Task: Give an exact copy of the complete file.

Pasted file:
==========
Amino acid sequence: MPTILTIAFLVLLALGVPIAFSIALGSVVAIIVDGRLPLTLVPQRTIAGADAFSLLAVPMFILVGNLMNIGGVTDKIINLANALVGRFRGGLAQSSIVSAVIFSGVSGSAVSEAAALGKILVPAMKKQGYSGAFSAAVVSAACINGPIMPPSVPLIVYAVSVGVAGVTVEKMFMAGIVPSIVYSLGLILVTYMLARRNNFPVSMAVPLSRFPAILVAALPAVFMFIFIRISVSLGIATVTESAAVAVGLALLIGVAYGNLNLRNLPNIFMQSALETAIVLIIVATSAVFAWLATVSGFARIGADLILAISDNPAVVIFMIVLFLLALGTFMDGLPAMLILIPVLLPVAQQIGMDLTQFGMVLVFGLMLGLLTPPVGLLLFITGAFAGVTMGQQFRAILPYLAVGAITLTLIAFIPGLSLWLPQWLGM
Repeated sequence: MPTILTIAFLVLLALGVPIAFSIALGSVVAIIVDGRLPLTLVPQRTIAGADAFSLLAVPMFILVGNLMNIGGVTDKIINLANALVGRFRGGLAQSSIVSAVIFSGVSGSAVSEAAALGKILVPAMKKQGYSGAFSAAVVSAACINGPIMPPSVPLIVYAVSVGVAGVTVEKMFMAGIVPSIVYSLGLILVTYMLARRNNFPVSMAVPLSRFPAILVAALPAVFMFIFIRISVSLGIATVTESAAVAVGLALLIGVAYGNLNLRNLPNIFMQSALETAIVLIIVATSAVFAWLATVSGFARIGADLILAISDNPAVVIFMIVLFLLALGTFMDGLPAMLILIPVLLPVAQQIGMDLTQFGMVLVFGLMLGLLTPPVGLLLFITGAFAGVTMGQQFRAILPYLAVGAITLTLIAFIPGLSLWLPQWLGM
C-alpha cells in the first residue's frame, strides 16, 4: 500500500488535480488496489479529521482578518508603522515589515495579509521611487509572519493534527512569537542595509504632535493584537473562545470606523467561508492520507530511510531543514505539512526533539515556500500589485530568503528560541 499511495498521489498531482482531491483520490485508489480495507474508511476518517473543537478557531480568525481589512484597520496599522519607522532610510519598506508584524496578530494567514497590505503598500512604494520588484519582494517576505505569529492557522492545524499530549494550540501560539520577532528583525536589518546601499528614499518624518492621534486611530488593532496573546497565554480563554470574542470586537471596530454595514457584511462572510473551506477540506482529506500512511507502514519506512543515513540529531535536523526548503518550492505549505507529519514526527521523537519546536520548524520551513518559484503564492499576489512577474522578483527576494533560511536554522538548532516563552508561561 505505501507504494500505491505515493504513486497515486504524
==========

Amino acid sequence: MPTILTIAFLVLLALGVPIAFSIALGSVVAIIVDGRLPLTLVPQRTIAGADAFSLLAVPMFILVGNLMNIGGVTDKIINLANALVGRFRGGLAQSSIVSAVIFSGVSGSAVSEAAALGKILVPAMKKQGYSGAFSAAVVSAACINGPIMPPSVPLIVYAVSVGVAGVTVEKMFMAGIVPSIVYSLGLILVTYMLARRNNFPVSMAVPLSRFPAILVAALPAVFMFIFIRISVSLGIATVTESAAVAVGLALLIGVAYGNLNLRNLPNIFMQSALETAIVLIIVATSAVFAWLATVSGFARIGADLILAISDNPAVVIFMIVLFLLALGTFMDGLPAMLILIPVLLPVAQQIGMDLTQFGMVLVFGLMLGLLTPPVGLLLFITGAFAGVTMGQQFRAILPYLAVGAITLTLIAFIPGLSLWLPQWLGM
Repeated sequence: MPTILTIAFLVLLALGVPIAFSIALGSVVAIIVDGRLPLTLVPQRTIAGADAFSLLAVPMFILVGNLMNIGGVTDKIINLANALVGRFRGGLAQSSIVSAVIFSGVSGSAVSEAAALGKILVPAMKKQGYSGAFSAAVVSAACINGPIMPPSVPLIVYAVSVGVAGVTVEKMFMAGIVPSIVYSLGLILVTYMLARRNNFPVSMAVPLSRFPAILVAALPAVFMFIFIRISVSLGIATVTESAAVAVGLALLIGVAYGNLNLRNLPNIFMQSALETAIVLIIVATSAVFAWLATVSGFARIGADLILAISDNPAVVIFMIVLFLLALGTFMDGLPAMLILIPVLLPVAQQIGMDLTQFGMVLVFGLMLGLLTPPVGLLLFITGAFAGVTMGQQFRAILPYLAVGAITLTLIAFIPGLSLWLPQWLGM
C-alpha cells in the first residue's frame, strides 16, 4: 500500500488535480488496489479529521482578518508603522515589515495579509521611487509572519493534527512569537542595509504632535493584537473562545470606523467561508492520507530511510531543514505539512526533539515556500500589485530568503528560541 499511495498521489498531482482531491483520490485508489480495507474508511476518517473543537478557531480568525481589512484597520496599522519607522532610510519598506508584524496578530494567514497590505503598500512604494520588484519582494517576505505569529492557522492545524499530549494550540501560539520577532528583525536589518546601499528614499518624518492621534486611530488593532496573546497565554480563554470574542470586537471596530454595514457584511462572510473551506477540506482529506500512511507502514519506512543515513540529531535536523526548503518550492505549505507529519514526527521523537519546536520548524520551513518559484503564492499576489512577474522578483527576494533560511536554522538548532516563552508561561 505505501507504494500505491505515493504513486497515486504524